A California court has ruled that detainees are legally allowed to possess marijuana, but that they are not allowed to use it.
Last week, the Sacramento District Third Court of Appeal overturned the convictions of five inmates found with marijuana, highlighting the Proposition 64, the 2016 ballot initiative claiming that possession of less than one ounce of marijuana was no longer a crime in the state.
"The purpose of this language is to describe the wide range of means of consumption, and consumption, not possession, is the act determined by voters who must remain criminalized if the user is in prison" said the decision on Tuesday. . "We agree with the defendants that consumption can be achieved by means not strictly involving smoking or ingestion, such as inhaled in the form of non-burning steam or applied topically so that they are absorbed by the skin.
However, the court pointed out that smoking or ingesting marijuana remains a crime.
The decision added that the prison authorities reserved the right to prohibit possession in order to "maintain order and security in prisons".
"Although the court's decision is still under review, we clearly want to make it clear that the use and sale of drugs in state prisons is still prohibited," said Vicky Waters, a spokesperson. the California Department of Corrections and Rehabilitation. "C.D.C.R. is committed to creating a safe and responsible environment for inmates and staff, and we plan to evaluate this decision by ensuring that our institutions maintain health and safety. "
The thought behind allowing possession but not consumption was clear to at least one lawyer.
"One can never smoke in an establishment, one can cause fires, everyone is trapped in cells, he can not escape," said Saturday Michael Kraut, criminal defense lawyer and former California Attorney. "The problem is not the possession of marijuana; it's not about whether it's medical, medical or recreational. "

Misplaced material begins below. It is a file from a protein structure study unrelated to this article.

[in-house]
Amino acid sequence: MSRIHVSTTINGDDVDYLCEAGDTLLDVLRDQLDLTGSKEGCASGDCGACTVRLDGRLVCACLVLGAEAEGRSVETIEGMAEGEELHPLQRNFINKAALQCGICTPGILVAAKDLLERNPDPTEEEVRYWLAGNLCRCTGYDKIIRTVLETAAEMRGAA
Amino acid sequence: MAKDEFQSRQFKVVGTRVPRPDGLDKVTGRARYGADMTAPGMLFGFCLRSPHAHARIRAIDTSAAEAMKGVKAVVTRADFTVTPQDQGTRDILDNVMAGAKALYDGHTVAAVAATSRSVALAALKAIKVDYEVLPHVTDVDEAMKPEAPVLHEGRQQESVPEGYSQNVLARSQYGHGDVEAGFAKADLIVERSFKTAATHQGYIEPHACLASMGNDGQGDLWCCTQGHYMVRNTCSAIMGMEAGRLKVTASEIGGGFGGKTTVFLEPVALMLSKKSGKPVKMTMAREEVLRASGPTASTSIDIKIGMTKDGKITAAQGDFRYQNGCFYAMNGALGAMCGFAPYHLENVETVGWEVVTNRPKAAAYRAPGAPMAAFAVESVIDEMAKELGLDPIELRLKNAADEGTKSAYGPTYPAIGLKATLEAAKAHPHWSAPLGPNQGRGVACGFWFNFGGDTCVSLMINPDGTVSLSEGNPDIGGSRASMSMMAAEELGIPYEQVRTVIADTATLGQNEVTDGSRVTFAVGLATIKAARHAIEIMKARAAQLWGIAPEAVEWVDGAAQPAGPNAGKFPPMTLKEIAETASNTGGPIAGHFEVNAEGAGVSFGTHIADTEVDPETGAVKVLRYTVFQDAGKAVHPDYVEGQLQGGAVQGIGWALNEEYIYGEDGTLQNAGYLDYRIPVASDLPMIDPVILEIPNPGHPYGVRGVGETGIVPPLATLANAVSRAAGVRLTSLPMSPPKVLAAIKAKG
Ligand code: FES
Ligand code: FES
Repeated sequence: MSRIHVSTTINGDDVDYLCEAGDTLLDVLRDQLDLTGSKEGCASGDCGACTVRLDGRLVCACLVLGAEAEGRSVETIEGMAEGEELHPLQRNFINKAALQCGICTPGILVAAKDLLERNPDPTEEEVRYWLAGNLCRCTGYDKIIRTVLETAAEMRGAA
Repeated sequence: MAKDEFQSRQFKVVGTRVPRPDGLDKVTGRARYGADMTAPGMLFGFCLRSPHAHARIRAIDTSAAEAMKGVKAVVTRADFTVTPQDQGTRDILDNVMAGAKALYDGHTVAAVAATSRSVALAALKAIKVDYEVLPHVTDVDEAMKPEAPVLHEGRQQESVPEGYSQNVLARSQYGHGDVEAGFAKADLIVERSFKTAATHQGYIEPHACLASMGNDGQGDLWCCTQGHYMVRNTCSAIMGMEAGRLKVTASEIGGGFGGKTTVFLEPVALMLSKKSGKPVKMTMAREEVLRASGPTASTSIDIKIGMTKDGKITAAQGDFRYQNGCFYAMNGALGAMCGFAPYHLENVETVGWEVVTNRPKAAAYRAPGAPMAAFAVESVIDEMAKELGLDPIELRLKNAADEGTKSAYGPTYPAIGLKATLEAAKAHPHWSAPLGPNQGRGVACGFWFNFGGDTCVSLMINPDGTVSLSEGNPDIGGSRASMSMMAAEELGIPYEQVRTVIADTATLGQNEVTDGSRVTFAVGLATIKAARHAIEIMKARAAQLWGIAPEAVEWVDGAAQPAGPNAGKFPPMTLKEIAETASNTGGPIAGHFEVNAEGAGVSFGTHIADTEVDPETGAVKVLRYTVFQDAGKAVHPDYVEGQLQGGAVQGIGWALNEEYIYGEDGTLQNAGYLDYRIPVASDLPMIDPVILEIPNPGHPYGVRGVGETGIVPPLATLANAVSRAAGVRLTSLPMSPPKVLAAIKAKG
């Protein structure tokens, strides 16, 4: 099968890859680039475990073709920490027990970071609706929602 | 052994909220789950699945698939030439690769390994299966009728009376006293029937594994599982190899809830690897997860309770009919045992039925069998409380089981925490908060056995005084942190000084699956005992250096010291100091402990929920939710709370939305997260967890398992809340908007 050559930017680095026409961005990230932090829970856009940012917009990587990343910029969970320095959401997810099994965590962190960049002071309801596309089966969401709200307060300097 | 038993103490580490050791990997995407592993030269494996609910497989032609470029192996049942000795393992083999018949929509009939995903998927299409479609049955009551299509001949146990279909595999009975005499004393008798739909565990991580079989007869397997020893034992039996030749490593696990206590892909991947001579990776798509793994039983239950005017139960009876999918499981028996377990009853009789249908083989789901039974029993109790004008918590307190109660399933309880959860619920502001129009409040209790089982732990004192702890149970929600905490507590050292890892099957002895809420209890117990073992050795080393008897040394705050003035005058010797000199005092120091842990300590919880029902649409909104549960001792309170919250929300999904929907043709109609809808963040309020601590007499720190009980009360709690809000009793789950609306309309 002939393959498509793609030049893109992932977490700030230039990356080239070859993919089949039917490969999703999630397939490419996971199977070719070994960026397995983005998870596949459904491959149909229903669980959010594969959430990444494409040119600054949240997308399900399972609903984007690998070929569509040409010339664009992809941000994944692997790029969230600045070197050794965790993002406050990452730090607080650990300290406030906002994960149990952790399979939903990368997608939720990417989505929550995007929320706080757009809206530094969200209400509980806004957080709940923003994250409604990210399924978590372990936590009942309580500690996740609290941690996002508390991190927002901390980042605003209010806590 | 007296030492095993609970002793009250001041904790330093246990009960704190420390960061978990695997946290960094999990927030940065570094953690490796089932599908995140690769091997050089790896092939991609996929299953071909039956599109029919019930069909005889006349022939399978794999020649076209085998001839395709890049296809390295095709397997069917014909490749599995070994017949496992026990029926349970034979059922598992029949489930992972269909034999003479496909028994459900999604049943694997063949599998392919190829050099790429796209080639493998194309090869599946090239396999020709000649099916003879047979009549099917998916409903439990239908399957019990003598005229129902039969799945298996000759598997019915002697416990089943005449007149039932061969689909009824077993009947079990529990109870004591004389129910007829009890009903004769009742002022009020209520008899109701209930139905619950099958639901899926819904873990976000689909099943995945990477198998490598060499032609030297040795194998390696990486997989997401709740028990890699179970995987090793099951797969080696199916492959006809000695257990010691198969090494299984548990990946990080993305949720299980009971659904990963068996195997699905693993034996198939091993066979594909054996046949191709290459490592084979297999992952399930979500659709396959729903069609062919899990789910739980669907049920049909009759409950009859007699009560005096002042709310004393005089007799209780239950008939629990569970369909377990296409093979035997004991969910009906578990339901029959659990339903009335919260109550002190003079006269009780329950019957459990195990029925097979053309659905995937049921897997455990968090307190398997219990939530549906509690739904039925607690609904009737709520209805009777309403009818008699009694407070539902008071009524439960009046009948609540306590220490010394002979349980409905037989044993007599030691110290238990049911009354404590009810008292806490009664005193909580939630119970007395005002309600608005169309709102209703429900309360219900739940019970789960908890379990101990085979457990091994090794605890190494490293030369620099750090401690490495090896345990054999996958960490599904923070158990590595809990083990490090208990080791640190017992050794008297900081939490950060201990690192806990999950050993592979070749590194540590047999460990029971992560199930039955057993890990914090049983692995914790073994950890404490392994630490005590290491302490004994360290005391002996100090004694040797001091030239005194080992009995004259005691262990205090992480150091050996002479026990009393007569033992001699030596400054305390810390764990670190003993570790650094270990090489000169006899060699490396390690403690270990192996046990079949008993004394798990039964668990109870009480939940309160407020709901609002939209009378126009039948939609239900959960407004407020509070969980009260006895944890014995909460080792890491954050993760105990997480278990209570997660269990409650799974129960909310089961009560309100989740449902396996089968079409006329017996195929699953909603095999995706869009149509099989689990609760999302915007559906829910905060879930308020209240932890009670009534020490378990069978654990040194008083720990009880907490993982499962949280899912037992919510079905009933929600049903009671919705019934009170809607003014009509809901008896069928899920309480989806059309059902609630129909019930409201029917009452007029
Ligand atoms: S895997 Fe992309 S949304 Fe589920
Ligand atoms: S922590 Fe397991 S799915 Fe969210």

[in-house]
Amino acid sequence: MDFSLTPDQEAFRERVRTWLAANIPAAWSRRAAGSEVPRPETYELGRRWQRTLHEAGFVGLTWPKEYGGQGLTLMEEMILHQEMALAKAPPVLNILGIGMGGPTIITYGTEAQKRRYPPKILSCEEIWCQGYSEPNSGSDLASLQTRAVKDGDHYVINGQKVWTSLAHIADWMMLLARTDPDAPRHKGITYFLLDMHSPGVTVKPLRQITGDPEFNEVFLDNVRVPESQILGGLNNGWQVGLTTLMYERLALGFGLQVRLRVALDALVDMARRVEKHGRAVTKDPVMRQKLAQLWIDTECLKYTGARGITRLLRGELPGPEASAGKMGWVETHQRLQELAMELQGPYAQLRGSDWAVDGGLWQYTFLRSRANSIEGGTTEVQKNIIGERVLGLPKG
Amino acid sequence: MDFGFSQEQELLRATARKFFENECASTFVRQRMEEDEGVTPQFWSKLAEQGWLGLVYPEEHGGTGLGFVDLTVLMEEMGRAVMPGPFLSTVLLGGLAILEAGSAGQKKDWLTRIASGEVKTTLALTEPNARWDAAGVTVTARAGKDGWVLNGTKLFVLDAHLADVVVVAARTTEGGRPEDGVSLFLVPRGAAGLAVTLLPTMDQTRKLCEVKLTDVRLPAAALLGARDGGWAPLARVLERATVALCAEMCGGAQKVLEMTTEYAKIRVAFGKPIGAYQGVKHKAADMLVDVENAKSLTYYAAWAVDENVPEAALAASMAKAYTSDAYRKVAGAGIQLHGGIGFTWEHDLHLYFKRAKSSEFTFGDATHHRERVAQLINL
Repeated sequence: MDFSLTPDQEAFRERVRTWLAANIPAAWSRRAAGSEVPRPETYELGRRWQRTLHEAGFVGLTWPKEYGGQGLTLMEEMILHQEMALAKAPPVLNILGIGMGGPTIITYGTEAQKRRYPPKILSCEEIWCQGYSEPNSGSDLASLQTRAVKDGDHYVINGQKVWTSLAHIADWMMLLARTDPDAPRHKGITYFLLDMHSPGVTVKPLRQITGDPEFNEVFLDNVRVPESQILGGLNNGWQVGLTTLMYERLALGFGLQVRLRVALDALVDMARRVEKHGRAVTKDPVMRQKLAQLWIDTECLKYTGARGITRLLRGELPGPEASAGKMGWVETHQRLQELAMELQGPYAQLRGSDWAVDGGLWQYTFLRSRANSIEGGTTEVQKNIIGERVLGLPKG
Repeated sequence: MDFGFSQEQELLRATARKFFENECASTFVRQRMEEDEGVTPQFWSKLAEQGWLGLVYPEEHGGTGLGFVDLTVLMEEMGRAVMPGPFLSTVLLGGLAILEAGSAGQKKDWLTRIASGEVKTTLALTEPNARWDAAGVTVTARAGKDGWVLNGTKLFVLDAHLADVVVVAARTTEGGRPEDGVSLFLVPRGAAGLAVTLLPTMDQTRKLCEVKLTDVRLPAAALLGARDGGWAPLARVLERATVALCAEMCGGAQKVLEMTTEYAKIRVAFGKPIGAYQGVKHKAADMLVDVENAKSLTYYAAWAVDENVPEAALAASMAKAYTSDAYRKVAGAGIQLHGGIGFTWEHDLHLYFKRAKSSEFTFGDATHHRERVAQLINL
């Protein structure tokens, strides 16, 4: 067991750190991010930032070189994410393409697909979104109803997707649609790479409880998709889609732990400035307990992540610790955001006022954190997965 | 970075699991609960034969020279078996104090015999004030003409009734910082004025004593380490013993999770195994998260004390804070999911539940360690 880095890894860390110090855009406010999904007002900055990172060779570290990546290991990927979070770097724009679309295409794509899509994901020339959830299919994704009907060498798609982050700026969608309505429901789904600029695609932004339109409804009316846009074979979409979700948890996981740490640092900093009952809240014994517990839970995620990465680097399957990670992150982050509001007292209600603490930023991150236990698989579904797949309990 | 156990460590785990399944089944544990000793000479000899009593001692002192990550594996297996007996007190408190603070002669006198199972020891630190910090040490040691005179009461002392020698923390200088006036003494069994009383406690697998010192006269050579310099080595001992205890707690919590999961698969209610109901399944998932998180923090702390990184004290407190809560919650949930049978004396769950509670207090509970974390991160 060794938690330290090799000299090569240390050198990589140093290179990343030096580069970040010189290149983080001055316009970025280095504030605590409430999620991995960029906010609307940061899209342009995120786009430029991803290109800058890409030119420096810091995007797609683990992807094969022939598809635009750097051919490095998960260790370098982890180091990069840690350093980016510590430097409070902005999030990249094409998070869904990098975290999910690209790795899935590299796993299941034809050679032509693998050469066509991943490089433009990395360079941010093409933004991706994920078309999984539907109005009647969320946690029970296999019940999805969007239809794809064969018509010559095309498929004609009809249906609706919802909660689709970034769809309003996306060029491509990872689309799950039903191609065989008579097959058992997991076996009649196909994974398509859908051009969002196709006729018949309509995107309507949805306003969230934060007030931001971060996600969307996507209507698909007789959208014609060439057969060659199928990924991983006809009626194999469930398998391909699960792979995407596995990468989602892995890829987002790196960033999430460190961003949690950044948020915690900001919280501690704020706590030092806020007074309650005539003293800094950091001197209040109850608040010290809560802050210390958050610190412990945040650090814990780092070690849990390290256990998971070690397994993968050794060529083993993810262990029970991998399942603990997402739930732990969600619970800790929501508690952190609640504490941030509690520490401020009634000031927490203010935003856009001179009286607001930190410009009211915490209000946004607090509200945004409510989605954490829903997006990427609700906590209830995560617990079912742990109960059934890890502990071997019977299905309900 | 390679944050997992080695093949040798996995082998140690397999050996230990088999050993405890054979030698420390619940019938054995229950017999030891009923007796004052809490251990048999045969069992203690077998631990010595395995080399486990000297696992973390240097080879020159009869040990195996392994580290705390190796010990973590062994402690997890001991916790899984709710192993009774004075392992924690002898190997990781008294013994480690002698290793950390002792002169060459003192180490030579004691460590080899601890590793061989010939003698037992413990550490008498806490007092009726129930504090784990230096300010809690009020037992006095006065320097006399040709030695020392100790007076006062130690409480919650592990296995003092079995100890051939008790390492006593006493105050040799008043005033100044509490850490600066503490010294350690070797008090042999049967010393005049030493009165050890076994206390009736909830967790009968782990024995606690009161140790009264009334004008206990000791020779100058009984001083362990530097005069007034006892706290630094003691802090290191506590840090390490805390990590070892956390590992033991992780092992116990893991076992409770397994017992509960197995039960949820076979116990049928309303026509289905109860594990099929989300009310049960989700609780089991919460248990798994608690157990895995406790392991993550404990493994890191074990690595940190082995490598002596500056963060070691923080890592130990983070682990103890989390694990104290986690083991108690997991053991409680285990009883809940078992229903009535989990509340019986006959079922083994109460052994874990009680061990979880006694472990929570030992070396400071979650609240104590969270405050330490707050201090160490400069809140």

"The problem is that you can not make a fire," he said.
A marijuana advocacy group in California said that he did not think the decision would have any real effects.
"I think it's kind of a novelty decision," said Paul Armentano, deputy director of the National Organization for the Reform of Marijuana Laws, which defends laws and regulations on fair marijuana in California. "As is Although recognized, many behaviors and activities may be legal under state law, but they are not necessarily allowed for incarcerated people. "
Mr. Armentano explained that while marijuana – in small amounts – was legal for adults in California, nothing prevented the state's prison agency from taking its own measures.
"This is one of those issues where such a loophole can exist, but it's arguably will only exist for a short time, "said Armentano. "You would have a hard time asserting that the majority of Californians, when they decided on this issue, were voting to allow marijuana into the criminal justice system."
He said that he did not believe that inmates should be allowed to consume marijuana.
"It would be against current laws and regulations" and cultural concerns. mores, he said, "to allow prisoners to use any kind of intoxicants for recreational purposes".